Although I am currently thousands of miles away in Thailand, I keep thinking of what an important transition it is in my life when summer turns to fall, and the desert, off limits due to the heat of summer for so many months, once again welcomes us to explore.
Though I frequently espouse the beauty and grandeur of the big-ticket destinations like J-Tree and Anza-Borrego, there are countless other unsung places that will welcome your thirst for adventure or solitude.
A more obscure region that will take a little more effort to access is Agua Caliente. Part of the San Diego County Parks system, it’s on the fringe of Anza-Borrego, out the Butterfield Stage Route along S2, and has hot springs to make the arduous journey worth your while. Stock up before the drive – it’s a desolate road. Spend the weekend, hike the trails, or tackle them on mountain bike, and be sure to soak in the pools. Discover the desolation and enjoy the millions of stars at night. Now you are initiated into desert life.
Oh, and they now have cabins if camping isn’t your thing.
Three weeks in Croatia was long enough to fall in love. I can’t say that I fully understand the place – the nuances are still a mystery. The language is foreign and for all I know there are hidden elements that I was never able to grasp. It made a hell of a first impression though.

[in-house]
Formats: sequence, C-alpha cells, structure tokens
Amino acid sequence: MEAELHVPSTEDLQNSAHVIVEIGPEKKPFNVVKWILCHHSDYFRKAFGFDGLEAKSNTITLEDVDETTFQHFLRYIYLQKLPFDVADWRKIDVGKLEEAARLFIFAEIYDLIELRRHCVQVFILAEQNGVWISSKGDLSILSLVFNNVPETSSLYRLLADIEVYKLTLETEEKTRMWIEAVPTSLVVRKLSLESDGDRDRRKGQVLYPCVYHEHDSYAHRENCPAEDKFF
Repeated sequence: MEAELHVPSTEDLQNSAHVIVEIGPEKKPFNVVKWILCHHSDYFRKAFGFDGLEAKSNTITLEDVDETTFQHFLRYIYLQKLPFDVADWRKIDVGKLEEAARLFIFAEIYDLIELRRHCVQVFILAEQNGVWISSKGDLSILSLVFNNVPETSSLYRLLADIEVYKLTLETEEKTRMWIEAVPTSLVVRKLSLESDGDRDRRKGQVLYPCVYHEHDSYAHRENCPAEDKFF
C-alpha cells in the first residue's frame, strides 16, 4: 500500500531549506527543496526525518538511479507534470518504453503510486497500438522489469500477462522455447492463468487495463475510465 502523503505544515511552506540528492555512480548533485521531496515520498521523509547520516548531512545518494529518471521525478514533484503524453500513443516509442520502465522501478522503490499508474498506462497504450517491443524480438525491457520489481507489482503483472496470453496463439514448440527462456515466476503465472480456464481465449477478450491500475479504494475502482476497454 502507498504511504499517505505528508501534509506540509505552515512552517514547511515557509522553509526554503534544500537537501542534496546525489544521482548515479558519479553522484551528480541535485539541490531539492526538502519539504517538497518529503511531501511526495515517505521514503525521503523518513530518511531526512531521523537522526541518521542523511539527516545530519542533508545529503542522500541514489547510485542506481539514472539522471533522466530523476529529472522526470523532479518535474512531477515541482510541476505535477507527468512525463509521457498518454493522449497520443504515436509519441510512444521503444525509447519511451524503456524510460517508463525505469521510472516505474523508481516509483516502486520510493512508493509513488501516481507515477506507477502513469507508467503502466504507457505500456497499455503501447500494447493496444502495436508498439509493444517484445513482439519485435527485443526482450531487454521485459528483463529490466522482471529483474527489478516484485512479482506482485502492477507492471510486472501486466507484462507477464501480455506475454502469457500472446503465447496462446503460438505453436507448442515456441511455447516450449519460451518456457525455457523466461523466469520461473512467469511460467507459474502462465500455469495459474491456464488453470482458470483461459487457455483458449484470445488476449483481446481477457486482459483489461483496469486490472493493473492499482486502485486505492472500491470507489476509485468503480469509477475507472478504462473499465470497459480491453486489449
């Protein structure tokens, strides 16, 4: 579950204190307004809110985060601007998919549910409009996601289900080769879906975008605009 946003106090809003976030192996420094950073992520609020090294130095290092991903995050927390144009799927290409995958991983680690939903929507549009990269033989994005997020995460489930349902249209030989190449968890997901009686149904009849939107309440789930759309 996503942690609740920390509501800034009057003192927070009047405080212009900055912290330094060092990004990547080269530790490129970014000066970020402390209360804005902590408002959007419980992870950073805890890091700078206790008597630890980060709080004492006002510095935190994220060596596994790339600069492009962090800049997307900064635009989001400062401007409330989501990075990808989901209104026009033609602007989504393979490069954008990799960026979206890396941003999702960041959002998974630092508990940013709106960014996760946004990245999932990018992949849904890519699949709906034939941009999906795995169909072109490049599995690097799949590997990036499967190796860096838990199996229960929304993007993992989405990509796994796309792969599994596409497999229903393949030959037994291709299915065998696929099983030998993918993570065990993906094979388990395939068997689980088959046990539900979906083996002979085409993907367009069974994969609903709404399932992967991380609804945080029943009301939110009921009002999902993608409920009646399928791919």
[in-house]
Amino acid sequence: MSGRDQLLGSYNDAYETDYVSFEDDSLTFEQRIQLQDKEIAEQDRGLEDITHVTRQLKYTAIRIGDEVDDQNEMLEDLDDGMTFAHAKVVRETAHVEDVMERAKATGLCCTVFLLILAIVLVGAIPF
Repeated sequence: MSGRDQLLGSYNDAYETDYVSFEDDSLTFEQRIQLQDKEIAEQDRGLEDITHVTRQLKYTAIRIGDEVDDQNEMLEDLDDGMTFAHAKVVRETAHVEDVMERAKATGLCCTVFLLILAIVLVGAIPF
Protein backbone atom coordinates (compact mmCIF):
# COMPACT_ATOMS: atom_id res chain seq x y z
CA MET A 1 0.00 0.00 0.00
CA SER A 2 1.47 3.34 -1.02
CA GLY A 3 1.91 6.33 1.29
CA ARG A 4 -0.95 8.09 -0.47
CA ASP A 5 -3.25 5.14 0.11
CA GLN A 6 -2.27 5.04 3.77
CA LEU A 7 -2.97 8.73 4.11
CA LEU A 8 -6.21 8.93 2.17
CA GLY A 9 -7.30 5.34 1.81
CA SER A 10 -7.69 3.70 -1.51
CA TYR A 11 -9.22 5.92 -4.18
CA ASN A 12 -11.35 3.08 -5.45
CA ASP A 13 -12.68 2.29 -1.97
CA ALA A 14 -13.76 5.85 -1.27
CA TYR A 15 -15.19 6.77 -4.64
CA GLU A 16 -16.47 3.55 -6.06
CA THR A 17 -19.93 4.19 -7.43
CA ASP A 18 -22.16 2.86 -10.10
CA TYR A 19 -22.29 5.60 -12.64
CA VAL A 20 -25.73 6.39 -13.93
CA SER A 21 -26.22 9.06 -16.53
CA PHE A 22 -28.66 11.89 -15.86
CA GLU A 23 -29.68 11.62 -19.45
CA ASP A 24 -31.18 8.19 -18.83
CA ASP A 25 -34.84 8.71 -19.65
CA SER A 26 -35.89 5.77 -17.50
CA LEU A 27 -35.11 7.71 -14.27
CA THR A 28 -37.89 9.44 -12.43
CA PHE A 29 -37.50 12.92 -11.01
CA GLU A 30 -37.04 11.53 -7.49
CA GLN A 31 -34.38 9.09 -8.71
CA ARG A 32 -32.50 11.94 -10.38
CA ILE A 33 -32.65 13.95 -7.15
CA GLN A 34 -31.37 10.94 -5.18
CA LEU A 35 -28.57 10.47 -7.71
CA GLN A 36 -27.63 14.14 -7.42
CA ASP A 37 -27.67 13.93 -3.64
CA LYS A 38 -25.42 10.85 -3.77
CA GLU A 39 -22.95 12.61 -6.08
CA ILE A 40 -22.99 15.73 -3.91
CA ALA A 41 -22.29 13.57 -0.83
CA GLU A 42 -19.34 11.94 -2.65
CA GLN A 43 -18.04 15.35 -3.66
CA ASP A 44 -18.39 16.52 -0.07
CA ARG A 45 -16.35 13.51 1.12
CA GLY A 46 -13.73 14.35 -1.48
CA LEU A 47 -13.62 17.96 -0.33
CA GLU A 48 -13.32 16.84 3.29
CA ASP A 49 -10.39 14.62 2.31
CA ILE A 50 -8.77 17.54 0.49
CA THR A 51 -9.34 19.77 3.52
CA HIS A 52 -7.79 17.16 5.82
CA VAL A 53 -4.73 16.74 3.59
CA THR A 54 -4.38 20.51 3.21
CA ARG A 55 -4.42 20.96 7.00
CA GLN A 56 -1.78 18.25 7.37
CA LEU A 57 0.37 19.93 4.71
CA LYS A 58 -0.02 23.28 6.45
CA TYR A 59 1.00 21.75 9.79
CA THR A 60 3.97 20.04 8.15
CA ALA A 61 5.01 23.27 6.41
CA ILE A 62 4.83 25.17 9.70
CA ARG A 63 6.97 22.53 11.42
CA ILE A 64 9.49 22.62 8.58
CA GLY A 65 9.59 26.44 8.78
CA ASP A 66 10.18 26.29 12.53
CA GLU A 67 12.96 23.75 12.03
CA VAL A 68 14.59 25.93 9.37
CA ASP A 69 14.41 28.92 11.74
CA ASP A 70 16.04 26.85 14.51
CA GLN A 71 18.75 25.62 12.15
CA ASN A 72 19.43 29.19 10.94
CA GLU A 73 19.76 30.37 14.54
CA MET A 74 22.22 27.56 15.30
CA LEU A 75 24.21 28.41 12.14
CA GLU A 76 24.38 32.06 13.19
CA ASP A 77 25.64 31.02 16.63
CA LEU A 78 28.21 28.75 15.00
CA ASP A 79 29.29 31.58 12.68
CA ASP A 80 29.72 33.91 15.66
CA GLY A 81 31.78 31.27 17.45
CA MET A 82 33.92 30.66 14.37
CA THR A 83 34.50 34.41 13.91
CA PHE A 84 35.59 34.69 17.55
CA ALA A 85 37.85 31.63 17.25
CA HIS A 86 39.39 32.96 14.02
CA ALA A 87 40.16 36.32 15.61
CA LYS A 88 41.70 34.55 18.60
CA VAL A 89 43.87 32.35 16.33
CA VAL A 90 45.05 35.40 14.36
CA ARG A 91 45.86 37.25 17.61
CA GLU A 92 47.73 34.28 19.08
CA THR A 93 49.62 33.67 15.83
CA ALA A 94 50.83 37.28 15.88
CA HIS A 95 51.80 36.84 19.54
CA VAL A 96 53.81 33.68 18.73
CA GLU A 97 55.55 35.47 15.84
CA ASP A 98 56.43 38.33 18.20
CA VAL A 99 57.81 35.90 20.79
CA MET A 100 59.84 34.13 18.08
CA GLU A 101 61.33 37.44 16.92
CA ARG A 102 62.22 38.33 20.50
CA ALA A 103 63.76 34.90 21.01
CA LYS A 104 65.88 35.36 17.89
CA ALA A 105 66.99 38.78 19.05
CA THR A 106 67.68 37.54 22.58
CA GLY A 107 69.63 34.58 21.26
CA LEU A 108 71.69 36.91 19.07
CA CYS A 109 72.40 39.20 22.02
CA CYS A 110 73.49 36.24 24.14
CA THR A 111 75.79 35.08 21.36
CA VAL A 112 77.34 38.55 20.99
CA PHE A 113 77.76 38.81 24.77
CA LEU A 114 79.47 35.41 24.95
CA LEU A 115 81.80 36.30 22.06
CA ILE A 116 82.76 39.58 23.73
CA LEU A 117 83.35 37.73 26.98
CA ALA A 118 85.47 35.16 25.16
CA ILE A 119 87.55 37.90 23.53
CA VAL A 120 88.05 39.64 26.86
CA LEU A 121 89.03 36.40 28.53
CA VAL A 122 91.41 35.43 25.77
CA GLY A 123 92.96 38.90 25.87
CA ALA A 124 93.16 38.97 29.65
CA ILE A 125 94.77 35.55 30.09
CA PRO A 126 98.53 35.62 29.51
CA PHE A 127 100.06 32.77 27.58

The Trans-Siberian is one of my dreams, though in the current political climate it’s probably best to put it on hold. Truth is, I love all trains, local and long distance. If I had one to recommend, I would suggest grabbing the Amtrak that runs up the coast from San Diego or Los Angeles and take it all the way to Seattle.
There is something about the relaxing pace of train travel, the uninterrupted enjoyment of the passing landscape, the ability to roam around the massive moving structure and the chance meetings with complete strangers that is ultimately captivating, the epitome of slow travel.
If you haven’t the time, the money or are still leery of trains, start by moving up and down the SoCal coast on the Coaster where the stops are frequent and the scenery mesmerizing, or taking the MetroLink commuter from the Inland Empire to the beach. Surprisingly, after years of using Los Angeles as an example of how to build a city devoid of public transit, there is actually a pretty useful and functional lightrail system in place. It’s great for exploring. If I had to recommend a random stop, it might be Mariachi Plaza.
Enjoy this video of the Trans-Siberian Railroad trip.
Available on Netflix beginning this Friday, the 14th. I’m looking forward to it.
I just discovered a new networking platform for people who explore the outdoors. Check out Mappy Hour, and if any of you students or instructors go to a meeting, please contact me to let me know how it goes: firstname.lastname@example.org.
Summer. It’s time to travel, meet fascinating people, breathe in the diversity of culture and experience this world has to offer. But, the problem in my college days was that there was no possible way to afford it. If that’s your situation as well, take a look at Workaway, and enjoy the video introduction below.
I spent a season long ago as a botanist on the Carrizo Plain, one of the coolest landscapes I have ever encountered, so I was a bit dismayed this week that it’s National Monument status might be up for revision by the new presidential administration. Then I read that Patagonia (yes, the retailer) was standing up to the attack on monuments (read about it here). It brought to mind one of the most significant and impacting films I have seen about adventure and the environment, 180° South.